News

Politics & Policy

Pelosi: Omar’s Comments Not ‘Intentionally Anti-Semitic’

House Speaker Nancy Pelosi speaks during a press briefing on Capitol Hill, Washington, D.C., January 17, 2019. (Joshua Roberts/Reuters)

House speaker Nancy Pelosi on Wednesday asserted that Representative Ilhan Omar’s (D., Minn.) recent claim that her pro-Israel colleagues are motivated by a “dual loyalty” to the U.S. and Israel was not intentionally anti-Semitic.”

Pelosi’s comment, which was reported by Politico, came hours after House Democrats sparred in a closed-door meeting over a resolution condemning religious bigotry intended at least partially in response to Omar’s comments. A number of Omar’s fellow progressives lashed out at Pelosi and suggested their older colleagues were making a politically costly mistake by rebuking Omar.

“We’ve individually and collectively already responded to the fact that we oppose all ‘-isms’ that do not treat people in this country fairly and justly,” Representative Bonnie Watson-Coleman (D., N.J.) said during the meeting, according to the Washington Post. “To continue to engage in this discussion is simply an opportunity to give both the media and Republicans distractions from our agenda. We’ve got important work to do.”

Pelosi told Politico that she is not sure whether the resolution, which was amended earlier this week to include a provision condemning anti-Muslim bigotry in addition to anti-Semitism, will receive a vote this week.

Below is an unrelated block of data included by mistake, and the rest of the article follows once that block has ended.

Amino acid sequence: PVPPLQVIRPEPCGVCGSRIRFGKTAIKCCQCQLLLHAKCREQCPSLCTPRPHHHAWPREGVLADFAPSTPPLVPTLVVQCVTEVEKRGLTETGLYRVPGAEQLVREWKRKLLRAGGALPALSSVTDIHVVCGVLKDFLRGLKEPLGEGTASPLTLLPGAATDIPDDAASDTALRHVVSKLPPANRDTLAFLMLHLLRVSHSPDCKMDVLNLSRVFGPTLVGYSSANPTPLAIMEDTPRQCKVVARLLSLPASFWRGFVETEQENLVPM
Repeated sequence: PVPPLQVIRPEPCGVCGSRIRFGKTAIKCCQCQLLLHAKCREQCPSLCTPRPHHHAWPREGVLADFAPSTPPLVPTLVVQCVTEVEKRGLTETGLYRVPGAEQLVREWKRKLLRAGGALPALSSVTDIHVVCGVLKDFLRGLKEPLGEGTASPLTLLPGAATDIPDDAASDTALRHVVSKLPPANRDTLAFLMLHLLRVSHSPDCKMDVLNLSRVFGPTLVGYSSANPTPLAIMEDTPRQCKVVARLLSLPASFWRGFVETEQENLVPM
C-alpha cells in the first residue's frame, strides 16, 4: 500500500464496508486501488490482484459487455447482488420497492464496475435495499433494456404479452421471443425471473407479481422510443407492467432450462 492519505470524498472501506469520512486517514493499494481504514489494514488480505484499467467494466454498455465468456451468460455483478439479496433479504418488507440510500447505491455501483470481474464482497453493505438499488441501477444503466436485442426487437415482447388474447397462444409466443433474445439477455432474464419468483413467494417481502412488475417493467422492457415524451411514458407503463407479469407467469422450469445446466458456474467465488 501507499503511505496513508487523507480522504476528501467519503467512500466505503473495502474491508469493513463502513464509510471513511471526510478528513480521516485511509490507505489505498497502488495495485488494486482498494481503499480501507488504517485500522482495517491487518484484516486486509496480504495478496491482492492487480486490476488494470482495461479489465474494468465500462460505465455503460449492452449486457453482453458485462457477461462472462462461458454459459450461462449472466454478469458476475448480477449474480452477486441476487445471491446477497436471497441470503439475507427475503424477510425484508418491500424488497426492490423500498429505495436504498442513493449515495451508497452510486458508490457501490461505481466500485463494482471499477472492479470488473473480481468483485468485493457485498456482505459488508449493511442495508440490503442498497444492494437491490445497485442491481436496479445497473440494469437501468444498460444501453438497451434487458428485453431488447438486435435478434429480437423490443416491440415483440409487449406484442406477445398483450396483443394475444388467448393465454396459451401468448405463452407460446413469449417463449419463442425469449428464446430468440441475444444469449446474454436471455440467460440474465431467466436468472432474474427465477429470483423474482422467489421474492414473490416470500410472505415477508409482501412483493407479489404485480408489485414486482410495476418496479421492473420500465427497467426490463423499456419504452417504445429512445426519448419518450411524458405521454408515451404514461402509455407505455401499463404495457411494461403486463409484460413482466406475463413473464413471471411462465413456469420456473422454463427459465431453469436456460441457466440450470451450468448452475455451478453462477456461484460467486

Omar, who has previously been accused of anti-Semitism by lawmakers on both sides of the aisle for attributing U.S. support for Israel to the “Benjamins,” once again enflamed tensions last week by suggesting that accusations of anti-Semitism, including from her “Jewish colleagues,” are intended to chill debate over the alliance.

“What I’m fearful of — because [Representative] Rashida [Tlaib] and I are Muslim — that a lot of our Jewish colleagues, a lot of our constituents, a lot of our allies, go to thinking that everything we say about Israel to be anti-Semitic because we are Muslim,” said Omar, speaking at a progressive town-hall event in Washington, D.C. alongside Representative Rashida Tlaib (D., Mich.).

“So for me, I want to talk about the political influence in this country that says it is okay to push for allegiance to a foreign country,” she later added.

The comments were unanimously condemned by Democratic and Republican leadership and earned Omar the scorn of House Foreign Affairs Committee chairman Elliot Engel, who called them “outrageous and deeply hurtful.” Engel has thus far resisted Republicans’ calls for Omar to lose her seat on the Foreign Affairs Committee.

Most Popular

Elections

Story Time with David Brooks

His latest column imagines a future in which Elizabeth Warren wins the next presidential election. Warren won convincingly. The Democrats built a bigger majority in the House, and to general surprise, won a slim Senate majority of 52 to 48. After that election, the Republicans suffered a long, steady decline. ... Read More
Art

The Metropolitan Museum of Art Defaces Its Façade

The facade of the Metropolitan Museum of Art, designed by Richard Morris Hunt in 1902, contains four large niches that might display sculpture but have traditionally been left empty. This was prudent good taste on the Met's part, since sculpture on buildings is a tricky business that few artists in our age of ... Read More